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Socioeconomic inequalities in circulatory and all-cause mortality after retirement: the impact of mid-life income and old-age pension. Evidence from the Uppsala Birth Cohort Study
Stockholm University, Faculty of Social Sciences, Aging Research Center (ARC), (together with KI). Stockholm University, Faculty of Social Sciences, Department of Social Work.
Stockholm University, Faculty of Social Sciences, Centre for Health Equity Studies (CHESS).
Stockholm University, Faculty of Social Sciences, Centre for Health Equity Studies (CHESS).
Stockholm University, Faculty of Social Sciences, Centre for Health Equity Studies (CHESS).
2012 (English)In: Journal of Epidemiology and Community Health, ISSN 0143-005X, E-ISSN 1470-2738, Vol. 66, no 7, e16- p.Article in journal (Refereed) Published
Abstract [en]

Background: The aim of this study was to explore the impact of mid-life income and old-age pensions on the risk of mortality in later life. Furthermore, the study explored whether income inequalities in old-age mortality can be explained by differences in early childhood development, social class during childhood, education or marital status.

Methods: The study sample comprises all individuals born at Uppsala Academic Hospital during the period 1915–1924 who had retired but not died or emigrated by 1991 (n=4156). Information on social and biological conditions was retrieved from national registries.

Results: The results show that income during mid-life and income during retirement were associated with old-age mortality. However, mutually adjusted models showed that income in mid-life was more important for women's late-life mortality and that income during retirement was more important for men's late-life mortality. Furthermore, differences in education and marital status seemed to explain a substantial part of income inequalities in late-life mortality.

Conclusions: It is unlikely that egalitarian social policies aimed at older populations can eradicate health inequalities accumulated over the life course. However, retirement income appears to have an effect on late-life mortality that is independent of the effect of income in mid-life, suggesting that egalitarian pension schemes could affect health inequalities in later life or, at the very least, slow down further accumulation of inequalities.

Place, publisher, year, edition, pages
2012. Vol. 66, no 7, e16- p.
National Category
Social Work Health Sciences
Identifiers
URN: urn:nbn:se:su:diva-57067DOI: 10.1136/jech.2010.131177ISI: 000304922600004OAI: oai:DiVA.org:su-57067DiVA: diva2:414189
Available from: 2011-05-02 Created: 2011-05-02 Last updated: 2017-12-11Bibliographically approved
In thesis
1. Blood on the tracks: Life-course perspectives on health inequalities in later life
Open this publication in new window or tab >>Blood on the tracks: Life-course perspectives on health inequalities in later life
2010 (English)Doctoral thesis, comprehensive summary (Other academic)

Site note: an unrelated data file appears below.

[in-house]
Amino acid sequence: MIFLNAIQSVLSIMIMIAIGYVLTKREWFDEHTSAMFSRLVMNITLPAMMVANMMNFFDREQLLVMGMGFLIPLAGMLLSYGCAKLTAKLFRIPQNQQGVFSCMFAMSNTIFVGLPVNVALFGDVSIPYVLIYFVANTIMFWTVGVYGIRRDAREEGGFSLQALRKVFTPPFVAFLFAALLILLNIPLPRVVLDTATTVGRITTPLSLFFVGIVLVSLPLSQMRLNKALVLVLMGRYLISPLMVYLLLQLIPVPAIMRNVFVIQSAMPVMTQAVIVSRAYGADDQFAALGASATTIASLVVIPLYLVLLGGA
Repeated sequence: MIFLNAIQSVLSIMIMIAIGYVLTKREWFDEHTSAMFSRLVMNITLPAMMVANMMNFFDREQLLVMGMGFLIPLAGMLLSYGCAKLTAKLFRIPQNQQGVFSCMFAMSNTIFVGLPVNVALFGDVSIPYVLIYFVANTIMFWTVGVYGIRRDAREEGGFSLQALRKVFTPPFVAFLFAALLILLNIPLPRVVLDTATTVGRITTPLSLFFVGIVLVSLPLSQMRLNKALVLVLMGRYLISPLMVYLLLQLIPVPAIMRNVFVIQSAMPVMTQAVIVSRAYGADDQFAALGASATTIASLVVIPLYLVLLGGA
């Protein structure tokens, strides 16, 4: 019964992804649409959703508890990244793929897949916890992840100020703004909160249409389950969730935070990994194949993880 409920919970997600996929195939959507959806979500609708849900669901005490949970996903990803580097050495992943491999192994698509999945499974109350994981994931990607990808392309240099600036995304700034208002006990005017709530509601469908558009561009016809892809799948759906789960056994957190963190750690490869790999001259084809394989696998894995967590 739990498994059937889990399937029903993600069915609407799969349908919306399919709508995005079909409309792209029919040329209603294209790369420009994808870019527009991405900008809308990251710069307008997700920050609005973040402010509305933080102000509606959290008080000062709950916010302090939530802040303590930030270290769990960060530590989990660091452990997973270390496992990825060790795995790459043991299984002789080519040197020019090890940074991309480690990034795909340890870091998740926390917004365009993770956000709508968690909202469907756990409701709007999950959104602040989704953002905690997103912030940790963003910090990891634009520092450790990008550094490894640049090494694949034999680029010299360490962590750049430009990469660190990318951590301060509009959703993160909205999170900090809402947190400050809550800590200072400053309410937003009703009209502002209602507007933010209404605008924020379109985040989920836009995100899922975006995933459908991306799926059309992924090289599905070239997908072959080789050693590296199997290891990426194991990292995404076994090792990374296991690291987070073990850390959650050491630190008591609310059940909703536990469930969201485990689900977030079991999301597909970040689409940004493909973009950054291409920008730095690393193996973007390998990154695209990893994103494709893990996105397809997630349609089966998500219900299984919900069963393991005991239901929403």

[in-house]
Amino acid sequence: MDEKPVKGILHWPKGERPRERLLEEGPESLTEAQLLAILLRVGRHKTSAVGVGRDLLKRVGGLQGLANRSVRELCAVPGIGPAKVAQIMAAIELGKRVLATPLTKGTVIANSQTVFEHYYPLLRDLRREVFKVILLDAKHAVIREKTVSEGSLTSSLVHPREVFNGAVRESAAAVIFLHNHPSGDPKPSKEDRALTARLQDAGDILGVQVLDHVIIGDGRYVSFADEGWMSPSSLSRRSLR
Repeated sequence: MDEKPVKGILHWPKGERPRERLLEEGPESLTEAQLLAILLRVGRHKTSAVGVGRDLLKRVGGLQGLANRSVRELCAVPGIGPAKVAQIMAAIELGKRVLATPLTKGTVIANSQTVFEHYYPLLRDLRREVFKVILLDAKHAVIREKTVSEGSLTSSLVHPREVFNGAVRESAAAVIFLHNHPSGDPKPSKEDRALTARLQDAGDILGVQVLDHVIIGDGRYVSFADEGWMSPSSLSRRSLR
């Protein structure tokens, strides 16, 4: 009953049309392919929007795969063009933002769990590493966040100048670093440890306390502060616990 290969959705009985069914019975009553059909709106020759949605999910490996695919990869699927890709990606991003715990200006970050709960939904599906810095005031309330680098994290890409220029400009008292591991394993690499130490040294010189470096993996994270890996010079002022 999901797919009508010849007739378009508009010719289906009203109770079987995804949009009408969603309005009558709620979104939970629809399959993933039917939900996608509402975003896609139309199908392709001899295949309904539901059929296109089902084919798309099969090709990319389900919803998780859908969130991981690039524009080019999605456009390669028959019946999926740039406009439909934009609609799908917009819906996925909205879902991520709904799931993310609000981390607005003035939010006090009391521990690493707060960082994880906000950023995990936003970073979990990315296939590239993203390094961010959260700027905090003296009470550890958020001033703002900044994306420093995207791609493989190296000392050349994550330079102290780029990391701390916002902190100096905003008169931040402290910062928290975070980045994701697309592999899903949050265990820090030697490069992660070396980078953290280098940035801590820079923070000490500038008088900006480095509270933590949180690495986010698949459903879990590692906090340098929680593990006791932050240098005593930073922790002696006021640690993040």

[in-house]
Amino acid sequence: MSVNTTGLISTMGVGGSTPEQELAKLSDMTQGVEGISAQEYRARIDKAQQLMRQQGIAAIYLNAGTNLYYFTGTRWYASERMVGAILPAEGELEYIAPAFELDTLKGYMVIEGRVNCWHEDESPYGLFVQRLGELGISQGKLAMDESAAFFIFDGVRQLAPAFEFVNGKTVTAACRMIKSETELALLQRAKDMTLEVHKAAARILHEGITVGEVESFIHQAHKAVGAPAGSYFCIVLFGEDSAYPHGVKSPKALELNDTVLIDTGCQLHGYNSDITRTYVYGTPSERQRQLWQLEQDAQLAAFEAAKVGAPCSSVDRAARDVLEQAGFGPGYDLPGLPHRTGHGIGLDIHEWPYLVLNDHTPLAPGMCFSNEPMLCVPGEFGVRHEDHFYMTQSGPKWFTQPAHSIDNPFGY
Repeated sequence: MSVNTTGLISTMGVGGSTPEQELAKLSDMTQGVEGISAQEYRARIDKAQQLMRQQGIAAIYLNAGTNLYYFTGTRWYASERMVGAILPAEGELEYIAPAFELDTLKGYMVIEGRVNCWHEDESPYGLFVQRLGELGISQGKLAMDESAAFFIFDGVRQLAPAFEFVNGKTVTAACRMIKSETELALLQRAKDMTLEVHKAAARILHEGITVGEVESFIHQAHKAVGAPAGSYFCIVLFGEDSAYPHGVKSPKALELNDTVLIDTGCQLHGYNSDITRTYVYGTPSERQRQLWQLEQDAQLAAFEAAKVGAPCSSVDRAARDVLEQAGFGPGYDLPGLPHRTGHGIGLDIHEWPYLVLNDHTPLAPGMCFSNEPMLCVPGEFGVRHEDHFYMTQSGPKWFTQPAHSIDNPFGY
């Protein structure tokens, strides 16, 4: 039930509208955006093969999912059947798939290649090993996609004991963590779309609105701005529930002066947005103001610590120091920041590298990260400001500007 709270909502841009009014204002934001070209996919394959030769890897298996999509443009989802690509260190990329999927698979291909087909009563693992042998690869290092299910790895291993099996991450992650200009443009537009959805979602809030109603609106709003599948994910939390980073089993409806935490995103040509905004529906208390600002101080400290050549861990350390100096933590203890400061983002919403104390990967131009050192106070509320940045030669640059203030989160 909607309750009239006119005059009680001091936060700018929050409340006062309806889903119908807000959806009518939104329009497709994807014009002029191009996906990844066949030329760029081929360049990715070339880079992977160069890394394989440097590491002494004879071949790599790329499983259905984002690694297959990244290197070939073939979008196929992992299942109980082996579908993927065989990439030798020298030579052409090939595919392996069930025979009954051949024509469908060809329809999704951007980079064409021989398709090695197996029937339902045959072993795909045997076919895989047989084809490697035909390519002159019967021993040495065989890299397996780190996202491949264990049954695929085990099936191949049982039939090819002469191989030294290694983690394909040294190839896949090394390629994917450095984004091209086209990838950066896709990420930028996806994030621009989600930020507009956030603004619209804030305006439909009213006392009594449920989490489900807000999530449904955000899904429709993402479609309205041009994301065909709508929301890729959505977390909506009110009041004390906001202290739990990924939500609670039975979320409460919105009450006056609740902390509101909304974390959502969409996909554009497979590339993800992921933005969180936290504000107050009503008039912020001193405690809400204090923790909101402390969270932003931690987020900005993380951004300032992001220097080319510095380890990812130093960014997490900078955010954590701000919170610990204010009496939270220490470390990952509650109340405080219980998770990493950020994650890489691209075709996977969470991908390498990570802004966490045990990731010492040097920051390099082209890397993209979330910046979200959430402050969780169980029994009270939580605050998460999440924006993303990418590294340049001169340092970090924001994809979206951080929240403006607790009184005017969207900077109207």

Abstract [en]

The overall aim of the thesis was to explore social inequalities in: a) mortality during mid-life, b) health in later life, and c) old-age mortality, from a life-course perspective. The studies are based on longitudinal Swedish survey and registry data.

The results from Study I showed substantial inequalities in health, based on social class and gender, among older adults (aged 55+). Moreover, the magnitude of these inequalities did not change during the period 1991-2002.

The results from Study II revealed social inequalities in cognitive functioning among the oldest old (aged 77+). Social turbulence and social class during childhood, education and social class in adulthood were all independently associated with level of cognitive functioning in later life.

In Study III, social inequalities in mortality during mid-life (i.e., between ages 25 and 69) were explored. The results showed that childhood living conditions were associated with marital status and social class in adulthood and that, in turn, these conditions were associated with mid-life mortality. Thus, the results suggested that childhood disadvantage may serve as a stepping stone to a hazardous life-course trajectory.

Study IV explored the association between income in mid-life, income during retirement and old-age mortality (i.e., mortality during retirement). The results showed that both income during mid-life and income during retirement were associated with old-age mortality. Mutually adjusted models showed that income in mid-life was more important for women’s mortality and that income during retirement was more important for men’s.

Thus, the results of the present thesis suggest that there are substantial social inequalities in the likelihood of reaching old age, as well as in health and mortality among older adults. These inequalities are shaped by differential exposures throughout the life-course that affect health in later life both through direct effects and through processes of accumulation.

Place, publisher, year, edition, pages
Stockholm: Department of Social Work, Stockholm University, 2010. 67 p.
Series
Stockholm studies in social work, ISSN 0281-2851 ; 27
Keyword
Sweden, life-course, health, socioeconomic, childhood
National Category
Social Work
Research subject
Social Work
Identifiers
urn:nbn:se:su:diva-38848 (URN)978-91-7447-062-8 (ISBN)
Public defence
2010-06-14, Aula Svea, Socialhögskolan, Sveaplan, Stockholm, 13:00 (Swedish)
Opponent
Supervisors
Note
At the time of the doctoral defense, the following papers were unpublished  and had a status as follows: Paper 3: Manuscript. Paper 4: Manuscript.Available from: 2010-05-22 Created: 2010-04-30 Last updated: 2012-03-07Bibliographically approved

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